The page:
Beyond propagule pressure: importance of selection during the transport stage of biological invasions.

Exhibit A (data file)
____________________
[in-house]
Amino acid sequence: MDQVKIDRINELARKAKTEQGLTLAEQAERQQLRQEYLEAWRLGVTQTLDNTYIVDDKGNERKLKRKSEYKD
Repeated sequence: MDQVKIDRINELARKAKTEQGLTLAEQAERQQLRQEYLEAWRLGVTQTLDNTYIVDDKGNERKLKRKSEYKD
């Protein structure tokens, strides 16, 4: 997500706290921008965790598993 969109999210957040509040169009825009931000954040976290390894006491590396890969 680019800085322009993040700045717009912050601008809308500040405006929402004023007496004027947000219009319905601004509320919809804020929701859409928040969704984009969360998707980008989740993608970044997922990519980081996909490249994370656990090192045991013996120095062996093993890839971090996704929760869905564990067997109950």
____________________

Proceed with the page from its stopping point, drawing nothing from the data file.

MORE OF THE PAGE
Biological invasions are largely considered to be a "numbers game", wherein the larger the introduction effort, the greater the probability that an introduced population will become established. However, conditions during transport - an early stage of the invasion - can be particularly harsh, thereby greatly reducing the size of a population available to establish in a new region. Some successful non-indigenous species are more tolerant of environmental and anthropogenic stressors than related native species, possibly stemming from selection (ie survival of only pre-adapted individuals for particular environmental conditions) during the invasion process. By reviewing current literature concerning population genetics and consequences of selection on population fitness, we propose that selection acting on transported populations can facilitate local adaptation, which may result in a greater likelihood of invasion than predicted by propagule pressure alone. Specifically, we suggest that detailed surveys should be conducted to determine interactions between molecular mechanisms and demographic factors, given that current management strategies may underestimate invasion risk.